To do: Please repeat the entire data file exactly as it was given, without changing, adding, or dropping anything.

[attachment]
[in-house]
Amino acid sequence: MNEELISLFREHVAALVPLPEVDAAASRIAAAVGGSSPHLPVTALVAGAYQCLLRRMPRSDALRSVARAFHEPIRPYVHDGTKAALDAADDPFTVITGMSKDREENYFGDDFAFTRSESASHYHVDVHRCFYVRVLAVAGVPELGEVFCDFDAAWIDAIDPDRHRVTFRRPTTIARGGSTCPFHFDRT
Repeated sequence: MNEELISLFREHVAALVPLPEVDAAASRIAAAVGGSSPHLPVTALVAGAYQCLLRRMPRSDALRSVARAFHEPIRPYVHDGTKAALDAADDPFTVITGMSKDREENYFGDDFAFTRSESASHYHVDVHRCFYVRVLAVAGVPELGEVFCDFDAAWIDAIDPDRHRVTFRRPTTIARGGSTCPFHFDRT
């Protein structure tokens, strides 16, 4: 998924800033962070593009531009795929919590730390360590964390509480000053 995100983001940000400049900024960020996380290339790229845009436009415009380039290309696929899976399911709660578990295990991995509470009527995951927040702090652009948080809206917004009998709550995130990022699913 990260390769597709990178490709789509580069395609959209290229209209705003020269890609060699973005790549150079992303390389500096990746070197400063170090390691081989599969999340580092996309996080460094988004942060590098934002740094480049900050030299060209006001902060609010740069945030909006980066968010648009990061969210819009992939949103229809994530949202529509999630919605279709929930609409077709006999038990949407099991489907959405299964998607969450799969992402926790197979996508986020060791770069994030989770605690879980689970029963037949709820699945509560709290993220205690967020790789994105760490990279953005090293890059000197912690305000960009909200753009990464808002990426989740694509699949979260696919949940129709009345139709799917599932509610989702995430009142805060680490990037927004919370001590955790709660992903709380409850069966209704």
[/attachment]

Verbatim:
[in-house]
Amino acid sequence: MNEELISLFREHVAALVPLPEVDAAASRIAAAVGGSSPHLPVTALVAGAYQCLLRRMPRSDALRSVARAFHEPIRPYVHDGTKAALDAADDPFTVITGMSKDREENYFGDDFAFTRSESASHYHVDVHRCFYVRVLAVAGVPELGEVFCDFDAAWIDAIDPDRHRVTFRRPTTIARGGSTCPFHFDRT
Repeated sequence: MNEELISLFREHVAALVPLPEVDAAASRIAAAVGGSSPHLPVTALVAGAYQCLLRRMPRSDALRSVARAFHEPIRPYVHDGTKAALDAADDPFTVITGMSKDREENYFGDDFAFTRSESASHYHVDVHRCFYVRVLAVAGVPELGEVFCDFDAAWIDAIDPDRHRVTFRRPTTIARGGSTCPFHFDRT
């Protein structure tokens, strides 16, 4: 998924800033962070593009531009795929919590730390360590964390509480000053 995100983001940000400049900024960020996380290339790229845009436009415009380039290309696929899976399911709660578990295990991995509470009527995951927040702090652009948080809206917004009998709550995130990022699913 990260390769597709990178490709789509580069395609959209290229209209705003020269890609060699973005790549150079992303390389500096990746070197400063170090390691081989599969999340580092996309996080460094988004942060590098934002740094480049900050030299060209006001902060609010740069945030909006980066968010648009990061969210819009992939949103229809994530949202529509999630919605279709929930609409077709006999038990949407099991489907959405299964998607969450799969992402926790197979996508986020060791770069994030989770605690879980689970029963037949709820699945509560709290993220205690967020790789994105760490990279953005090293890059000197912690305000960009909200753009990464808002990426989740694509699949979260696919949940129709009345139709799917599932509610989702995430009142805060680490990037927004919370001590955790709660992903709380409850069966209704």